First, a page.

The result, as we have always argued, is an unworkable constitution that is necessarily ignored. Towards the end of the weekend, treasurer Andrew Burgin gave his financial report. “Doesn’t the constitution say the accounts have to be audited?” one comrade asked. “I know that,” comrade Burgin replied, with a helpless shrug. (I did not - reading that damnable document always brings up a fresh surprise.) If the constitutional provision that all bodies must have a minimum of 50% women on them was honoured, there would have been no conference at all - all remaining standing orders committee members were male.

Most of these defective features were motivated, of course, by the shortcomings of soi-disant democratic centralist organisations. There cannot be an organisation in the history of the post-war British left that does not have at least one embittered ex-member in LU. Many will have been genuinely treated like dirt by their supposed leaders, in the name of a centralist political regime. The instinct, then, is to go in the opposite direction.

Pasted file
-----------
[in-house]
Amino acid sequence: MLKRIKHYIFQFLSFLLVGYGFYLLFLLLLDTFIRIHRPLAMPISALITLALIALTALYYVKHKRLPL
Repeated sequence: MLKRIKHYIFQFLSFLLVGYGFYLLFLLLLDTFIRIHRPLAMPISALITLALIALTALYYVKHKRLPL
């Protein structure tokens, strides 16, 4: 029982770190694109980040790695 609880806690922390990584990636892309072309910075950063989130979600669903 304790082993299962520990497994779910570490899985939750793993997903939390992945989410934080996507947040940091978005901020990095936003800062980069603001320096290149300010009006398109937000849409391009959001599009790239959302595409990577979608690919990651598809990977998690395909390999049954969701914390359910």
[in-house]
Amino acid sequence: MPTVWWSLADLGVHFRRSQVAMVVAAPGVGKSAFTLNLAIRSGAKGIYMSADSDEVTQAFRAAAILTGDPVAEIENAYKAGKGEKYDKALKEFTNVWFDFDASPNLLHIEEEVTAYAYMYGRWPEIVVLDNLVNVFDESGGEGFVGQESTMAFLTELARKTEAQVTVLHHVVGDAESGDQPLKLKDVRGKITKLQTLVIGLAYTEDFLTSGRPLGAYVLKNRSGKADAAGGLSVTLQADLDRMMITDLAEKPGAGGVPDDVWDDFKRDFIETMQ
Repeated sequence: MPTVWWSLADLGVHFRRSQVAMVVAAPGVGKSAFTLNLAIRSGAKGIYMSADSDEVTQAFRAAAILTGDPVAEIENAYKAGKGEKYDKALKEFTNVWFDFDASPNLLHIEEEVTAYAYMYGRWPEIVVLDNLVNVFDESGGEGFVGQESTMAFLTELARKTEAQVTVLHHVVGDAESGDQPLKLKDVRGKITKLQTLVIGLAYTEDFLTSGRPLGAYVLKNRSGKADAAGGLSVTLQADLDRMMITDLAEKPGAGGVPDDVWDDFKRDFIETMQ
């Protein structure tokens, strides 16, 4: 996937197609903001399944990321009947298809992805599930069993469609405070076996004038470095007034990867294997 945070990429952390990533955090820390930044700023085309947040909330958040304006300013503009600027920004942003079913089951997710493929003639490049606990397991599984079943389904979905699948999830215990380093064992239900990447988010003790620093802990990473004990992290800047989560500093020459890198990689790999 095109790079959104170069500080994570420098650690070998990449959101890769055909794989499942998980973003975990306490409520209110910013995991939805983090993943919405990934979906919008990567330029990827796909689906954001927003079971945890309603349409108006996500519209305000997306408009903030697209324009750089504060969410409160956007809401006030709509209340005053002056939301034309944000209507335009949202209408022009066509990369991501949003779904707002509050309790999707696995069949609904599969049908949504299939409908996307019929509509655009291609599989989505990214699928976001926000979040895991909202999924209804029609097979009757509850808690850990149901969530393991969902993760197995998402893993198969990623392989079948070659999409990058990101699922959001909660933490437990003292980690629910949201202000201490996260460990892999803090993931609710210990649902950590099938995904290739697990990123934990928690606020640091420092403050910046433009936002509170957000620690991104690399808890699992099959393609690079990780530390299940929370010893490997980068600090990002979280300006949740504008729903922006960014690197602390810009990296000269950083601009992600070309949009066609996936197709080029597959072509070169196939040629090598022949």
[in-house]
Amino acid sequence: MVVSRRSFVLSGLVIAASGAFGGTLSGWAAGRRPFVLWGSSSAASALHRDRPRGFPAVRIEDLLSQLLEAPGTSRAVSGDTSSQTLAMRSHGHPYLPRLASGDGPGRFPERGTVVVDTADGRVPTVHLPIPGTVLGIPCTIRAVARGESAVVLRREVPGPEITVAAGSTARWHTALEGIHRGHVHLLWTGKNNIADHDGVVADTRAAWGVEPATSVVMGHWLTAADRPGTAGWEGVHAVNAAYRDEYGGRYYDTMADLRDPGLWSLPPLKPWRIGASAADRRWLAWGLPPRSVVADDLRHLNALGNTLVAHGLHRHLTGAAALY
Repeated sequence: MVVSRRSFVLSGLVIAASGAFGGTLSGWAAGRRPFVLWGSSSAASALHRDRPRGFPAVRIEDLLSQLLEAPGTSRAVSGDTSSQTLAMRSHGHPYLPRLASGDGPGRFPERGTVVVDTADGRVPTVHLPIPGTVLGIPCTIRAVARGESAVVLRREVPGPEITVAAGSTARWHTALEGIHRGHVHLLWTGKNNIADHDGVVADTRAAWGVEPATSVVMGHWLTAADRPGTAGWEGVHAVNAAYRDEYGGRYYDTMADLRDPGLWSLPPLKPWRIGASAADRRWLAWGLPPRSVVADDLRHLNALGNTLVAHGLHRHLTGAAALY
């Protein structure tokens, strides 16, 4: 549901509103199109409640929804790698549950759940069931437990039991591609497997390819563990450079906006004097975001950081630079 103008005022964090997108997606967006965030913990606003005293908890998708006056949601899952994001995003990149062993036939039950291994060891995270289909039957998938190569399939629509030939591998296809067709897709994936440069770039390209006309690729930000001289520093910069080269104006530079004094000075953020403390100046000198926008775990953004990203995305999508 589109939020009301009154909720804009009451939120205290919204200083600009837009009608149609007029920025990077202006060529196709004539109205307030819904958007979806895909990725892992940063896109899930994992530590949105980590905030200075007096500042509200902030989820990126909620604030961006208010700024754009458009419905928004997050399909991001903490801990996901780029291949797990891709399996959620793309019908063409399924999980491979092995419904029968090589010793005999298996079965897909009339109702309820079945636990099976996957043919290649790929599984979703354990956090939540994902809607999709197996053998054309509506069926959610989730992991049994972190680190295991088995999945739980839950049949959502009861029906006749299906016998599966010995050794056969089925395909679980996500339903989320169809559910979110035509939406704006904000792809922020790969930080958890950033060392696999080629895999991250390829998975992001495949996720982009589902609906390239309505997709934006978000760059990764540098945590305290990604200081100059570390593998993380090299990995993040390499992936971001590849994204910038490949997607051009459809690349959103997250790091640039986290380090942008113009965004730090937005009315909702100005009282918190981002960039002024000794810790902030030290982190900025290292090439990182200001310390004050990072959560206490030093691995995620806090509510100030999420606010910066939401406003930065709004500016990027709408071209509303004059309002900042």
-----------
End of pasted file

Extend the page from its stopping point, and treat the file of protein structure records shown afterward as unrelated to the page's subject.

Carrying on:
But add it all together and you do not have democracy. You have an organisation based on a complex web of checks and balances, which can only function if its executive bodies ignore its rules on an ad hoc basis. No matter: you have the right as a member, apparently, to ignore any democratic decision, provided you can put up with the ensuing ‘mediation’. This is the worst of all possible worlds - an anarchistic bureaucracy, over which the membership can exercise very little meaningful control.